Heart Pondering

The ponderings of one Christ-following mom on raising preschoolers

What? You want MORE kids? November 23, 2009

Filed under: Books,Culture,Parenting — Susan @ Christian Mothering @ 11:42 pm

I’m one of three kids and my husband is one of two.  When we got married ten years ago at the ages of 23 and 25, we both knew we eventually wanted to have at least three kids.  Beyond that we didn’t give it too much thought.  We know several people who forego all birth control so God may give them as many children as he chooses, though I didn’t learn of the quiverfull movement till I’d been married for years (and am not a participant).  That children are blessings from the Lord to be gladly received – and that our practical response to this truth matters – is important and requires more reflection, I think, than many evangelical Protestants are willing to give it.

Equally important, though, is a topic about childbearing I hear discussed even less frequently.  I don’t think I encountered it myself till last year. It’s this: bearing children and raising them to love God is an act through which we collaborate with God in ruling and “subduing” the earth (Gen 1:28). We Christian parents get to raise the next generation of Christ-following kids, who will work alongside us to help His kingdom come. This doesn’t necessarily mean that we should all have as many children as we can, but it does mean that the more children we have – the more opportunities we get to participate in what God’s doing on the earth, if we raise them to love and serve Him.

Shortly before I heard this sentiment articulated theologically, I remember feeling its gist at gut level when a dear friend, mother of two, mentioned that she and her husband were undecided on whether they’d try for a third child. I remember thinking to myself: ‘What a shame it would be if they didn’t have any more kids. So few kids in the world get to be parented by great, Christ-loving people like them! Such great, godly parents! The more kids they have, the better for the world.’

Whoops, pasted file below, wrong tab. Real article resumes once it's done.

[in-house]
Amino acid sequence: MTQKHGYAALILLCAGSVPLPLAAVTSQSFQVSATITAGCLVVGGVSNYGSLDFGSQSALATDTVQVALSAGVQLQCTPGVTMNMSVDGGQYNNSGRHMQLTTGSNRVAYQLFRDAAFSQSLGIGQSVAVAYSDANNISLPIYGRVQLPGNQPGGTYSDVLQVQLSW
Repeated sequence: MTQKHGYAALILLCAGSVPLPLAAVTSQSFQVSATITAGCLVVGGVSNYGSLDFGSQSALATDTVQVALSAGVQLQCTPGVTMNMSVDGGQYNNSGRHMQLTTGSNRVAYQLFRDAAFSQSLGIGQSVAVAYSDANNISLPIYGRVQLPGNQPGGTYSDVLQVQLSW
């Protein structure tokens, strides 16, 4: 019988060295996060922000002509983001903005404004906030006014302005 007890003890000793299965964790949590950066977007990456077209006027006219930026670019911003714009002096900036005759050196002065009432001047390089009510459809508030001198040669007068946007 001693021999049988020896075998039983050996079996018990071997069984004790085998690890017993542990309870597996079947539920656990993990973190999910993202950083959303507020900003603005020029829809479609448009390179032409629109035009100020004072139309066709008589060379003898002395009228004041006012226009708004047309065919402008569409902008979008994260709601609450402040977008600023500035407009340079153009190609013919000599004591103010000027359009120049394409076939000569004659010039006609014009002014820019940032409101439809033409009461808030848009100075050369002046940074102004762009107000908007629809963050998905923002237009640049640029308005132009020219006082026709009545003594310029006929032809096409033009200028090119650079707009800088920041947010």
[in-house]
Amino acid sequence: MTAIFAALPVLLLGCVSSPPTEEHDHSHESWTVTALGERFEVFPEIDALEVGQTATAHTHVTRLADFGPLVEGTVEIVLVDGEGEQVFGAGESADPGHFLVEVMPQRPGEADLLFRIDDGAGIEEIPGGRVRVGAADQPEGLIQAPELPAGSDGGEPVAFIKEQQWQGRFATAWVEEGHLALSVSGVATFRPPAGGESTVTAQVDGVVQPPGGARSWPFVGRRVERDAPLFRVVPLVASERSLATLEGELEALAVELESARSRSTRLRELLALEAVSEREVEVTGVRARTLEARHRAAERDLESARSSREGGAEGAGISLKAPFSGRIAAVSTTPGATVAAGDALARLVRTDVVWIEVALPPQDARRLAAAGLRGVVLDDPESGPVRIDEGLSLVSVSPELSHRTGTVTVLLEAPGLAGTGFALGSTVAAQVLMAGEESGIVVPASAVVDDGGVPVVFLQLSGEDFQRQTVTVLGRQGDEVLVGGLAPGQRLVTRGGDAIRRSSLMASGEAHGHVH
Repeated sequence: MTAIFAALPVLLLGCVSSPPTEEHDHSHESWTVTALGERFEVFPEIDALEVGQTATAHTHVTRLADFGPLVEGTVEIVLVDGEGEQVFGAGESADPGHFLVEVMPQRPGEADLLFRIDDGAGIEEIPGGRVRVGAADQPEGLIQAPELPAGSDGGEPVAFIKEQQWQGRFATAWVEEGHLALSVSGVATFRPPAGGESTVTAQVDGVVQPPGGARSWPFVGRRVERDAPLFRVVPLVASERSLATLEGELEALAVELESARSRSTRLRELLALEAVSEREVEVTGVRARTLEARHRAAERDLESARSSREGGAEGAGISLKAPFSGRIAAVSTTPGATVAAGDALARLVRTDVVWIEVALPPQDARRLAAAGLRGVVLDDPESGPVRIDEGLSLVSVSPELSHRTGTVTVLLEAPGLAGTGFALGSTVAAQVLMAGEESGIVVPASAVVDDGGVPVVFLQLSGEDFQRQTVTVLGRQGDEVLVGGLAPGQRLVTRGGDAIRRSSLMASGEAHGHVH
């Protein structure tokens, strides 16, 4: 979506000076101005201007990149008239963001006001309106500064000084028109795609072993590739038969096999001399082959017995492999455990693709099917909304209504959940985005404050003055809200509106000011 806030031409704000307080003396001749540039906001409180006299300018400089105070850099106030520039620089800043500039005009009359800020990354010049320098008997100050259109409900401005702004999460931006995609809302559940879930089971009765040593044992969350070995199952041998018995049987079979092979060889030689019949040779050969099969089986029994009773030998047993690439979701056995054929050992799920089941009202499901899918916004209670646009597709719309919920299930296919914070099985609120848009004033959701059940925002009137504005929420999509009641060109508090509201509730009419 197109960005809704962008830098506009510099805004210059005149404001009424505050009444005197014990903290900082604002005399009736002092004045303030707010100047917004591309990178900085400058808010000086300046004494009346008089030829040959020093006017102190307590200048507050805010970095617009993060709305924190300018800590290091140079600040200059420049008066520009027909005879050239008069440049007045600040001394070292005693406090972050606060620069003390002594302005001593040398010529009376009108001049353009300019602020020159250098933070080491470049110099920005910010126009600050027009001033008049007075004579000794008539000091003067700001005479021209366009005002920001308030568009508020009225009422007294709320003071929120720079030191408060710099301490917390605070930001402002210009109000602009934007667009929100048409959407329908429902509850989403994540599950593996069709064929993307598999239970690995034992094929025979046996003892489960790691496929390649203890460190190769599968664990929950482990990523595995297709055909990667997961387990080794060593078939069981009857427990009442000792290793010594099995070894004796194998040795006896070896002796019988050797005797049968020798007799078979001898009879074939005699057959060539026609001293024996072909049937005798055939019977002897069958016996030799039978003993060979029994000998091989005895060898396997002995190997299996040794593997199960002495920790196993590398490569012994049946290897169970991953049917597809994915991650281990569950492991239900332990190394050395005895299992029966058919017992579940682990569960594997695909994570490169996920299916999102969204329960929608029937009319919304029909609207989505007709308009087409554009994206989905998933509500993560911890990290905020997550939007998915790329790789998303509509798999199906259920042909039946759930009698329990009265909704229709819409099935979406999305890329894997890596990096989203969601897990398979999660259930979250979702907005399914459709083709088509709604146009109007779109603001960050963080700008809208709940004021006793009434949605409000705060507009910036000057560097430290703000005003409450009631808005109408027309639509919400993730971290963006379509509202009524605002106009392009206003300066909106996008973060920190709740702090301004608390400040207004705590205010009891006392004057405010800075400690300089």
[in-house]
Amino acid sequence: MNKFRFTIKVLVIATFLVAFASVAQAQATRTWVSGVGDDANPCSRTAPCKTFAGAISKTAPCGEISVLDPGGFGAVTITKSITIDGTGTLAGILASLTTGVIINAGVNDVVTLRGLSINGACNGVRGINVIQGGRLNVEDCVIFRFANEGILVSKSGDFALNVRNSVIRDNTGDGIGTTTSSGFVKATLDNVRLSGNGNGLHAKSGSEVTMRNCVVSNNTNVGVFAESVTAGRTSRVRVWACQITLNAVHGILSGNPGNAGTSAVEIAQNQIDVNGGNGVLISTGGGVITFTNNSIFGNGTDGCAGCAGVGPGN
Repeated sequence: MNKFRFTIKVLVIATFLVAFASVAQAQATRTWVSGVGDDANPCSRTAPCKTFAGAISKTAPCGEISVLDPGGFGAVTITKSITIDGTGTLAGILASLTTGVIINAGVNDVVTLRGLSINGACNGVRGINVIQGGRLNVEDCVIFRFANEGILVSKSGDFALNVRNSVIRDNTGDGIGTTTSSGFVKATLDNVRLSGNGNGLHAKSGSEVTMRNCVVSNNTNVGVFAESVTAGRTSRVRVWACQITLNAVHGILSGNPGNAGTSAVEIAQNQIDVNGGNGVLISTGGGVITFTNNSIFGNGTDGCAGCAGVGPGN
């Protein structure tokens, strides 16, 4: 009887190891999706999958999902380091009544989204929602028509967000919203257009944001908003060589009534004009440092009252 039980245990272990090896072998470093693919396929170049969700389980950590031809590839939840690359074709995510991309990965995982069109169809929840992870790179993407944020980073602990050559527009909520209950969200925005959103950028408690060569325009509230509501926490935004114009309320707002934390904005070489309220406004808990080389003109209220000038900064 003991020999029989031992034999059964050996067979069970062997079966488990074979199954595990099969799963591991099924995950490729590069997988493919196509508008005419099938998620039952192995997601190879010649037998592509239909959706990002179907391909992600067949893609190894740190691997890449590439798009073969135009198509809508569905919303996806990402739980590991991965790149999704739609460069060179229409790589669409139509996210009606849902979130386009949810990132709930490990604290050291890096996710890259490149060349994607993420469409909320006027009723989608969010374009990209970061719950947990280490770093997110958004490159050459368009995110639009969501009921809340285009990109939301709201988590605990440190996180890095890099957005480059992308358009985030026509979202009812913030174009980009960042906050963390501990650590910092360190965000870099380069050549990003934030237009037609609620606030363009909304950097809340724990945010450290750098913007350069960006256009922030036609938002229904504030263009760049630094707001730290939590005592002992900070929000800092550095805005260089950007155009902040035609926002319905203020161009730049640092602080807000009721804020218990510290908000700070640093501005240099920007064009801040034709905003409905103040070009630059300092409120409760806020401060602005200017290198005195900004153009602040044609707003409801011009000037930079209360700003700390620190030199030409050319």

Most Christian Americans, at least those I know (and the way that I grew up thinking), tend to mirror secular culture in how we think about kids. We primarily consider factors like our personal preference, temperament, work situations, money, lifestyle, and standard of living. Like our culture, we think about how many children we have as a management issue – how many do we want to take on?  How many can we handle?  How many can we afford?

I’m not against small families (and too, I certainly realize that God does not give all families as many children as they might wish for). And of course I know that there are stewardship factors in terms of both energy and money that require consideration as families consider children. But I wonder if many of us today weight these more heavily than God might. After all, do we really need to make six figures if we want to have more than the average 2.4 kids in America? I can’t help think not. Must we be able to pay for each child’s college education, if we are to be a God-honoring parent?  I don’t think so. My husband and I almost certainly won’t.